"There isn't either any more veal or lamb at the butcher's."
Translation:Il n'y a plus ni veau ni agneau chez le boucher.
This is one of those cases where I needed the French translation to understand the English! Apparently it means there is 'no longer' (ie expression of time) any veal or lamb at the butcher's, but I puzzled whether it meant eg that everywhere else is sold out and you won't find any more (ie quantity) veal or lamb at the butcher's either. Via report, I've suggested DL has another look at this sentence.
The problem with this topic is that most of the English sentences are plainly wrong. We just don't construct sentences in the way they are presented. For example, this sentence would be expressed: There's no more veal or lamb at the butcher's. I guess that the reason we see these crazy sentence constructions is because they guide us as to how to approach the French construction. Maybe they are also weird to French ears.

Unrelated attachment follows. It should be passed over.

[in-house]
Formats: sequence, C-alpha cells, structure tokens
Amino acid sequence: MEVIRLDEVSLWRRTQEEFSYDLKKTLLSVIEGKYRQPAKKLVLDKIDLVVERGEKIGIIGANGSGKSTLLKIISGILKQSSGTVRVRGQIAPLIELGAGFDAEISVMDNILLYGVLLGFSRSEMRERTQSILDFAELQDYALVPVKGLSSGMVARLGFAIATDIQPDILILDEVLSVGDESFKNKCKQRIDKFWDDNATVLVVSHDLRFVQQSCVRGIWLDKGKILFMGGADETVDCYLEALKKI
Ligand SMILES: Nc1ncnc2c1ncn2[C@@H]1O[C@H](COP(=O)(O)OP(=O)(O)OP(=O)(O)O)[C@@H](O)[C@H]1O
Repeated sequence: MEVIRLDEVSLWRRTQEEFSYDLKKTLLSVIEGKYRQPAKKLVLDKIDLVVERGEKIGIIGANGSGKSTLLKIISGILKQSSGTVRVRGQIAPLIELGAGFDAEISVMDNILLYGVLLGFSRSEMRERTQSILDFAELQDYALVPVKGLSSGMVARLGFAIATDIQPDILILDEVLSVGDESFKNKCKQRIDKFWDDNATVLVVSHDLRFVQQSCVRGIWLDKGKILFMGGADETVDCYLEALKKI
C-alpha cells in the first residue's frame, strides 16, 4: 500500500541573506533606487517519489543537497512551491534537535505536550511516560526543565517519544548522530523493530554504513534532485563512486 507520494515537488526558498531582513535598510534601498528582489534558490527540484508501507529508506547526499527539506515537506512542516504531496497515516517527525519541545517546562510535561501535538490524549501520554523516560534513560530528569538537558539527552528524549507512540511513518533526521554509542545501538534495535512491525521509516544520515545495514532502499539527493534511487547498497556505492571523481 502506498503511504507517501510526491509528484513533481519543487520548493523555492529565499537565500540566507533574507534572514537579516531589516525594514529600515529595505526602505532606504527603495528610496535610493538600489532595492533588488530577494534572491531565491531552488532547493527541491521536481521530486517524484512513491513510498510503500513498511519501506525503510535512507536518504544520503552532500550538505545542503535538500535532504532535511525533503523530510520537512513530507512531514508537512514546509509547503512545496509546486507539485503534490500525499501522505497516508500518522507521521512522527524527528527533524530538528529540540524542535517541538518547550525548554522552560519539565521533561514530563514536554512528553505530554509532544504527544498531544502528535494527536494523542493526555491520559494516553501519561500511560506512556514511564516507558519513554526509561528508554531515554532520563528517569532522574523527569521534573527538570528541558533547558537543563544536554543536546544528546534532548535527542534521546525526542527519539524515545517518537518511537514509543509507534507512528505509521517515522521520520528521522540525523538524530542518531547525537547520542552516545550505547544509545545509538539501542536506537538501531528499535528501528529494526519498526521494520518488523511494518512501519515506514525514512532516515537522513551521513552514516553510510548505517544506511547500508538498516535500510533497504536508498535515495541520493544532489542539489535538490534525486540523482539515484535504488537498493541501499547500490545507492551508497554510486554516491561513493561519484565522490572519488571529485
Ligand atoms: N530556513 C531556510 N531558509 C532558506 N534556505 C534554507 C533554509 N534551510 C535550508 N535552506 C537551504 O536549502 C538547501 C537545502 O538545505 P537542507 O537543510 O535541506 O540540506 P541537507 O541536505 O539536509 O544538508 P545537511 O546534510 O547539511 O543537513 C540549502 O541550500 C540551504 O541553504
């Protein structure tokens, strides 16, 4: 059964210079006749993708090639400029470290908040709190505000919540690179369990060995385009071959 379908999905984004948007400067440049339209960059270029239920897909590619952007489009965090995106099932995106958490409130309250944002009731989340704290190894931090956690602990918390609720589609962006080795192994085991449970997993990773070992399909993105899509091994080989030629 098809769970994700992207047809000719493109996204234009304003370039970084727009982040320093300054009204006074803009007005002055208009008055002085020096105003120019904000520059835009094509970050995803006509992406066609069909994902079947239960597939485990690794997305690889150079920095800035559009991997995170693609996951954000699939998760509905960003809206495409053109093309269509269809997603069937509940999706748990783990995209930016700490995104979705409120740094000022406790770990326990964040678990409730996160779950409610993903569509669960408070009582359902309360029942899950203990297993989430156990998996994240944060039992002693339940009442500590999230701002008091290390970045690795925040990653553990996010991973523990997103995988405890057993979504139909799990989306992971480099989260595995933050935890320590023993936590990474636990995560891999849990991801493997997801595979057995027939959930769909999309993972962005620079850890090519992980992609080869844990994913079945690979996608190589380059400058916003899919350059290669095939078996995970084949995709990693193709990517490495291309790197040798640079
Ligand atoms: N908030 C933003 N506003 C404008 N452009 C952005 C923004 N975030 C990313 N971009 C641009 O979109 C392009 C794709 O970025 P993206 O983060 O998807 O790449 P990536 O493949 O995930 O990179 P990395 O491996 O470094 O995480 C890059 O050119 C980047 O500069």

Ha ha. I have submitted a number of sentences espousing the use of the neither/nor construction and now, as you correctly point out, have ignored my own advice. Your 'grammatically lazy' assessment of my sentence was a bit harsh. I'll go and stand in the dunce's corner for penance.
I can't figure out when to use du, le, des or leave them out. There are no tips within Duolingo free version and no way to access third party tips until a mistake is made. I can make my answer the same as what is presented but without understanding why I'm not really learning French, just learning to parrot french phrases.
According to Kwiziq:
"When using ni, you omit the article after ni, unless you're talking about general things and using le, la, l', les."
No, to quote the tips:
Chez can be combined with a person (pronoun or noun) to refer to someone's home or workplace.
Je vais chez le dentiste. — I am going to the dentist's. Elle est chez Kristy. — She's at Kristy's house.
It means approximately "at the home/place of business of" so if you don't use a name a determiner is required.
More on chez